Everybody poops — up to and including astronauts.
Problem? NASA doesn't know what to do when with all that astronaut poop. But they're hoping you've got the right stuff to help 'em out.
In order to help its serviemen and women take a giant leap past the confines of going to the bathroom in a diaper or with the assistance of a vacuum hose, NASA has issued the Space Poop Challenge. Basically, the No. 1 space agency in the world needs helps designing a sterile “in-suit waste management system” astronauts can use when they’re confined to a suit but need to go No. 2.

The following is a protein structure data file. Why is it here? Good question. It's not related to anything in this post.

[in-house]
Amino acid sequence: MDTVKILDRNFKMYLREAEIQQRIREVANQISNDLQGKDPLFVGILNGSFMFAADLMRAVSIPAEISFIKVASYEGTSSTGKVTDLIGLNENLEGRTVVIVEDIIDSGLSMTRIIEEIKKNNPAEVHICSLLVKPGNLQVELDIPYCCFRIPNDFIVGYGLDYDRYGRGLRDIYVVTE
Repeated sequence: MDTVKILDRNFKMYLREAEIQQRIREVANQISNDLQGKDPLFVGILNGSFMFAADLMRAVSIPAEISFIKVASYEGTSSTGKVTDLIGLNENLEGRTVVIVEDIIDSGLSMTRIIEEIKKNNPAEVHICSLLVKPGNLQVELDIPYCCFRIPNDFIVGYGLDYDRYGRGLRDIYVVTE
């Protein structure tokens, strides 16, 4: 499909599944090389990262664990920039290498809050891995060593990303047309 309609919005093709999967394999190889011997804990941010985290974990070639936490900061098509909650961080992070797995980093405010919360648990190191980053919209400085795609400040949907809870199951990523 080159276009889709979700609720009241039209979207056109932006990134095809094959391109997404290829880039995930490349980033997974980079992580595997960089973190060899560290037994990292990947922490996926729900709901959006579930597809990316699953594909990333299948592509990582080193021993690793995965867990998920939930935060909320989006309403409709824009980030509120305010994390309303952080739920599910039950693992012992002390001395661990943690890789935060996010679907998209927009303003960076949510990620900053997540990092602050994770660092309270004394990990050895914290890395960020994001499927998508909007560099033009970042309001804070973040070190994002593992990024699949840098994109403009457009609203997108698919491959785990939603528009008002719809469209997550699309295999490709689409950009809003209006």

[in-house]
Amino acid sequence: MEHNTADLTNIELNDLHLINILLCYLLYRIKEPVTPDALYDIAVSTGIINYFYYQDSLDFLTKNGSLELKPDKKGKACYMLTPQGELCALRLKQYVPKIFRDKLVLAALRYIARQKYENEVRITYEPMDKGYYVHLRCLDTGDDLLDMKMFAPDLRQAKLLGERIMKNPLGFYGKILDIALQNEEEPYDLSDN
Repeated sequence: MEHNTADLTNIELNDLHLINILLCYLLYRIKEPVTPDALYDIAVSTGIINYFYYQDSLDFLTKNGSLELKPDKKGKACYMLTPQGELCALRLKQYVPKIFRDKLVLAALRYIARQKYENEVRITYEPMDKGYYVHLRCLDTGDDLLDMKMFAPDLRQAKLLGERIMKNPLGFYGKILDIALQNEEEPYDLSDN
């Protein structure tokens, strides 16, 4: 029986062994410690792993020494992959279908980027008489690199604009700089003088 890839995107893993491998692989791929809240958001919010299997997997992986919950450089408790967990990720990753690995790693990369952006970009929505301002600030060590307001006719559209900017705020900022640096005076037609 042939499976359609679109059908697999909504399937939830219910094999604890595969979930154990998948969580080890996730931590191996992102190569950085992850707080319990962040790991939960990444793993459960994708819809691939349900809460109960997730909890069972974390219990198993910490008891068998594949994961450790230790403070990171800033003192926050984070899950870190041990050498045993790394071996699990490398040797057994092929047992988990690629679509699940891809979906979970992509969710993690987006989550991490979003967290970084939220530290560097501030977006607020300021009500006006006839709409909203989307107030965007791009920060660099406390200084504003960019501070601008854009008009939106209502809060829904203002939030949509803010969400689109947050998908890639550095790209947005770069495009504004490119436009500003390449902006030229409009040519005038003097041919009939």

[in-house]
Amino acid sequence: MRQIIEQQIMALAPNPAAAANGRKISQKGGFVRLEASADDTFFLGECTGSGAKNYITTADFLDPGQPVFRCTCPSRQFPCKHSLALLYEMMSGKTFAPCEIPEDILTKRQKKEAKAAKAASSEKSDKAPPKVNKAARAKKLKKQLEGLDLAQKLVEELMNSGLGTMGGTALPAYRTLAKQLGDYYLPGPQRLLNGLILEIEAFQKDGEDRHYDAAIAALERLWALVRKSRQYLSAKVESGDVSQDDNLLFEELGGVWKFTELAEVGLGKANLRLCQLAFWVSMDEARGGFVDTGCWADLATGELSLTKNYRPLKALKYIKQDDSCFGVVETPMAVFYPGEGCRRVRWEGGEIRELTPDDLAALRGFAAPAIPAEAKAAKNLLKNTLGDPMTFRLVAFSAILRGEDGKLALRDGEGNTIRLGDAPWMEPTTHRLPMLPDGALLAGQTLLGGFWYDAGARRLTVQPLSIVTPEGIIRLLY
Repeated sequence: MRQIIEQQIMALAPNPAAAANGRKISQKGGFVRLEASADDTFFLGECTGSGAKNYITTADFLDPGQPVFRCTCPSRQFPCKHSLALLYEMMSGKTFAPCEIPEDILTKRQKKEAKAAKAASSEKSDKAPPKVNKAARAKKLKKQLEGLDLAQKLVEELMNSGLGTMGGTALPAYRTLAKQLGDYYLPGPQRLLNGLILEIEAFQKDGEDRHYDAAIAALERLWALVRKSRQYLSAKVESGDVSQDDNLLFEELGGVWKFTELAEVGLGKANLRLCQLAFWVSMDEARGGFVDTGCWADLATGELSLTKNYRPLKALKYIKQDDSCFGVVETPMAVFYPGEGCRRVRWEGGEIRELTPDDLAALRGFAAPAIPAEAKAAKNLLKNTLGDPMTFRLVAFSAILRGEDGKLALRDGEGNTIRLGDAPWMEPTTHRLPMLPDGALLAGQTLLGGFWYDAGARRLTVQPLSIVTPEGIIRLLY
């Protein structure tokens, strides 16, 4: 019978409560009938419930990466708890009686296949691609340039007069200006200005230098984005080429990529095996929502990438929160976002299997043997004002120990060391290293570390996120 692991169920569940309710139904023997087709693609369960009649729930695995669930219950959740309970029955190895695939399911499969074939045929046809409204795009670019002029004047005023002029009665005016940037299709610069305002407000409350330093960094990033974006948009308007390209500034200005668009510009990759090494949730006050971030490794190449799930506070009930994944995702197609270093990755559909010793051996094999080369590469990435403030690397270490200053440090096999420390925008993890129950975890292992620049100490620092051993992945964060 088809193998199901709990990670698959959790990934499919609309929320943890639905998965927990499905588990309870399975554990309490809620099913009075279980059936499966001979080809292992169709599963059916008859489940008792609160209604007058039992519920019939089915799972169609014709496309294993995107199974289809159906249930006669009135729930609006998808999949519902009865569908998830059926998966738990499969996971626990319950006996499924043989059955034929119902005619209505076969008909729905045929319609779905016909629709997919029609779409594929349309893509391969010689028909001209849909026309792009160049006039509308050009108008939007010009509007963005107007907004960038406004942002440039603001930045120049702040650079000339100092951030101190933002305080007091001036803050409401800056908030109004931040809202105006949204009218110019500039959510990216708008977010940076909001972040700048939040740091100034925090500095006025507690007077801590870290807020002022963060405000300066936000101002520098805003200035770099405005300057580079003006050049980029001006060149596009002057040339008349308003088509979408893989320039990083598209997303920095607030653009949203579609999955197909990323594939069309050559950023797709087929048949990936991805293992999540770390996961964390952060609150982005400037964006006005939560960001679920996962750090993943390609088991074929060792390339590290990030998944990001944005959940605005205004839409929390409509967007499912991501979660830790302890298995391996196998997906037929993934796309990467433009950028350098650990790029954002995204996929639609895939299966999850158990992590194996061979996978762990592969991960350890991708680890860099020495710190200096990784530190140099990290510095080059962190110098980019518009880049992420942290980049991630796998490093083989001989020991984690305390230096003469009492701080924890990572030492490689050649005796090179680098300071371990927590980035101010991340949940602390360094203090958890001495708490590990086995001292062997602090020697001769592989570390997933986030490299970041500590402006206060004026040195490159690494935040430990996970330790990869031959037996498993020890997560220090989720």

The ideal design would be able to route fecal, urinary and menstrual releases “away from the body without the use of hands” to help keep astronauts alive and healthy for up to 144 hours in the event of a “contingency scenario” or during the performance of long duration tasks.
“The system has to operate in the conditions of space — where solids, fluids, and gases float around in microgravity (what most of us think of as ‘zero gravity’) and don't necessarily mix or act the way they would on earth,” according to NASA’s description of what a “breakthrough” design should entail.
NASA is taking entries through December 20th and plans to deposit $30k in the winner’s hand.
Do your doodie, er, duty.